Work to repair damage done by a massive landslide to Interstate 75 in northern Tennessee will continue through the weekend. It’s blocked the southbound lanes of that major artery and has changed the casual conversation at Kentucky’s welcome center. The man who supervises the Welcome Center operated by the Commonwealth just north of the state line takes a lot of questions. But since March 8th, when a landslide partially blocked I-75, David Cox says the nature of those questions has changed. Cox says the first question asked by many northbound motorists is ‘what’s wrong.’
They’re all very spooked at not seeing another vehicle coming down the south side for a good 20 miles…and they get out here and say what’s wr…we’re kind of aghast at that because we’re like you just drove by a giant crater in the mountain,” said Cox.
During repairs, traffic on the southbound lanes has been detoured off the interstate. Cox says the next question asked by many motorist is ‘How long will travel be impeded.’ He says for motorists returning southeast, the best alternative route is U-S 25-east. Cox says for those heading into Alabama or Georgia, it might mean getting off I-75 at Renfro Valley and heading down U-S 27. After questions about the construction, Welcome Center supervisor, David Cox says many motorists often ask about the weather.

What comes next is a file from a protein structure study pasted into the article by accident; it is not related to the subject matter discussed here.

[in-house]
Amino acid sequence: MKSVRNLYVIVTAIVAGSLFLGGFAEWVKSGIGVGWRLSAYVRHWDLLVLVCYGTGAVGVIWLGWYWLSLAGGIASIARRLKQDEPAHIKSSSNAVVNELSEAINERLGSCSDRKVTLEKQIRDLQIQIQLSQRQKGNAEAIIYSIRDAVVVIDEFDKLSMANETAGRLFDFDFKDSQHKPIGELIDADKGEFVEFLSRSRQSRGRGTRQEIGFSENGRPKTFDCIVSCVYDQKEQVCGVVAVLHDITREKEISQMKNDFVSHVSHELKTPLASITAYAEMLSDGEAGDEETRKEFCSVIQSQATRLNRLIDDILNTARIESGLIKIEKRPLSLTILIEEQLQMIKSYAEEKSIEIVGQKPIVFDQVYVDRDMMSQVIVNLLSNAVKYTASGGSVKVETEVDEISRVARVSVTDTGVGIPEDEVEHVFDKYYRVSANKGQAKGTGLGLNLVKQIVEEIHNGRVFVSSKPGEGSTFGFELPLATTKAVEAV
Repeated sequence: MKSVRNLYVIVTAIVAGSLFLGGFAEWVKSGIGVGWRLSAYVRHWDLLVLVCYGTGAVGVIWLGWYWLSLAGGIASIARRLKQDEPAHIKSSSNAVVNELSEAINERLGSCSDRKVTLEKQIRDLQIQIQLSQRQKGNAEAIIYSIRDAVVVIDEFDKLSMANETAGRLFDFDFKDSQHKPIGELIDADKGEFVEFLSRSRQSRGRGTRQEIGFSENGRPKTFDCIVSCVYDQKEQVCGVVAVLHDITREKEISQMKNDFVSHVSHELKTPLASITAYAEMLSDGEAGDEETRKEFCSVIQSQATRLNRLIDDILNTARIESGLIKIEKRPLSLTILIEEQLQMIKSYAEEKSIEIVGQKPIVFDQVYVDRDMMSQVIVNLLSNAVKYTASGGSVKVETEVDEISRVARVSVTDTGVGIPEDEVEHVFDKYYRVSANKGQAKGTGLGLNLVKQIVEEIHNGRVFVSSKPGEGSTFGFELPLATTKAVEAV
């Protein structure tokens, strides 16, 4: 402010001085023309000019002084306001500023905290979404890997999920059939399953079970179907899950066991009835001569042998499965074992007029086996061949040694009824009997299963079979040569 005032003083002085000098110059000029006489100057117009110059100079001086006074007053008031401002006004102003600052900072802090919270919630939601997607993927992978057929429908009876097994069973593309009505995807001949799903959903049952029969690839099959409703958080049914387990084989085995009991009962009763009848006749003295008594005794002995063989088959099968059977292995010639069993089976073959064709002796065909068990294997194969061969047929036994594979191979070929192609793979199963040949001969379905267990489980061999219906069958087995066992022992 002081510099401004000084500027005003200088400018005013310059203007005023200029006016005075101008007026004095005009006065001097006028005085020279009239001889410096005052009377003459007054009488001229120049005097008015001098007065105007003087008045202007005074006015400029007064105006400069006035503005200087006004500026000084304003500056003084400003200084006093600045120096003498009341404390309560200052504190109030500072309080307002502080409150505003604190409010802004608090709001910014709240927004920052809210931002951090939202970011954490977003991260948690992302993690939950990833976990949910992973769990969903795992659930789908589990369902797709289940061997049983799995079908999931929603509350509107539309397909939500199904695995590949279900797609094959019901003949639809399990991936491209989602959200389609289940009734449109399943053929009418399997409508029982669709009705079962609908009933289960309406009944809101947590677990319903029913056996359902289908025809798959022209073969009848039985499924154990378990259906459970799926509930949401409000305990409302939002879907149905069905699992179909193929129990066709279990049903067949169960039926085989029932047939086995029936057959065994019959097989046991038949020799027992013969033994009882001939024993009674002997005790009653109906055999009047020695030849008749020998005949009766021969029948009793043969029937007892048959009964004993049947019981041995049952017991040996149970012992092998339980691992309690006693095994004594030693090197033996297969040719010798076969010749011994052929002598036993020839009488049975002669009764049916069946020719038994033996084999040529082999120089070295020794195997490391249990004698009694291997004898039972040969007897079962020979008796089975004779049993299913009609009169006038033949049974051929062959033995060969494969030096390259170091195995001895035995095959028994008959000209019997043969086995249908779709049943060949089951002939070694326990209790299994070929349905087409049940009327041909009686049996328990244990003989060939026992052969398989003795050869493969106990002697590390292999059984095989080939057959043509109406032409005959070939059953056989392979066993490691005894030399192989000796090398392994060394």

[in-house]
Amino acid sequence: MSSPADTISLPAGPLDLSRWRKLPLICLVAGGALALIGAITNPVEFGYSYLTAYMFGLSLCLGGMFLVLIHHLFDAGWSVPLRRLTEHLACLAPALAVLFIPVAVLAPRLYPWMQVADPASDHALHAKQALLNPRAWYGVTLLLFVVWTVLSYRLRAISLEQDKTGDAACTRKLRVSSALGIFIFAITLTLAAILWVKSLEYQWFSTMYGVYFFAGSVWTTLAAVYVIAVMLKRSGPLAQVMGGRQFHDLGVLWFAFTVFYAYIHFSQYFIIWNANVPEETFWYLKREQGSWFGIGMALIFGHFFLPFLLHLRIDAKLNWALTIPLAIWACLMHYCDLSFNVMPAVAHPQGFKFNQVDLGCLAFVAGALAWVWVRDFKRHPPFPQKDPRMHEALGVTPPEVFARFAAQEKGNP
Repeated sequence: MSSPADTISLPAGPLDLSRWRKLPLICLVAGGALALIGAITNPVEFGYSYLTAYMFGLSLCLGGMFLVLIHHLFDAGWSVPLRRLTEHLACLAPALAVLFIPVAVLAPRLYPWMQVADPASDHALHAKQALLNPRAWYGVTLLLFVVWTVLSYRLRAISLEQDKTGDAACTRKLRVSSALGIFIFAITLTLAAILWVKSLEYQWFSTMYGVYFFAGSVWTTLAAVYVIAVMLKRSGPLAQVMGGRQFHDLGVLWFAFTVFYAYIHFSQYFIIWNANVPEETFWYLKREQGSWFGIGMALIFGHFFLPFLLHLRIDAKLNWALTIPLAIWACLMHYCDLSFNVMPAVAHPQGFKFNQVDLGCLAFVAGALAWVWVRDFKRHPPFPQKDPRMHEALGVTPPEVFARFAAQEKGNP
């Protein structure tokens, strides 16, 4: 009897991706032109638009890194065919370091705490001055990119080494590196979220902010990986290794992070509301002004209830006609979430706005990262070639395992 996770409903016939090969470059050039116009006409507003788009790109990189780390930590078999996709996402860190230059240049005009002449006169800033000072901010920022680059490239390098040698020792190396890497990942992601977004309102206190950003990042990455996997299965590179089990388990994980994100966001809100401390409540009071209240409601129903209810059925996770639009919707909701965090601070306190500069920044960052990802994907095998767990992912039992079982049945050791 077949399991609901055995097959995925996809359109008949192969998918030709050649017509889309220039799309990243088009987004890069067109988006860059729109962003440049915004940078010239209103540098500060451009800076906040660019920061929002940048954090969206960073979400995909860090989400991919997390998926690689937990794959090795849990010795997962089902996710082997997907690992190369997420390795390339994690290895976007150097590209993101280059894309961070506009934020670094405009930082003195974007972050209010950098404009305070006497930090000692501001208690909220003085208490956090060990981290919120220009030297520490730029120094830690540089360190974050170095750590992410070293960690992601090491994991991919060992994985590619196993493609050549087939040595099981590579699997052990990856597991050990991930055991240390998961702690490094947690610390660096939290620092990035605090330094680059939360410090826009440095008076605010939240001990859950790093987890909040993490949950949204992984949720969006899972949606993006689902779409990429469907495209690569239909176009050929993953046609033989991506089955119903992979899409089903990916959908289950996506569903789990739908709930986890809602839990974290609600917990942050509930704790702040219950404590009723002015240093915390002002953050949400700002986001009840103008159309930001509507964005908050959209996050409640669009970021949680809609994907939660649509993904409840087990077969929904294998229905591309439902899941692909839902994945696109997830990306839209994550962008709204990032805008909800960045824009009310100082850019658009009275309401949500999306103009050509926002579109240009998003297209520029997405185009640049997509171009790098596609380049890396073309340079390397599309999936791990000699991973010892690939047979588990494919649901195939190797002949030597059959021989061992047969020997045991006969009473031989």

"They tend to believe that we know the weather in absolutely every spot in the nation. We try to keep track of Ohio, most of Kentucky, Indiana and all that. They tend to believe we know what it’s gonna be like in Canada, like we check three days in advance what’s the weather’s gonna’ be,” added Cox.
Transportation officials indicate three of the four interstate lanes could re-open to traffic early next week.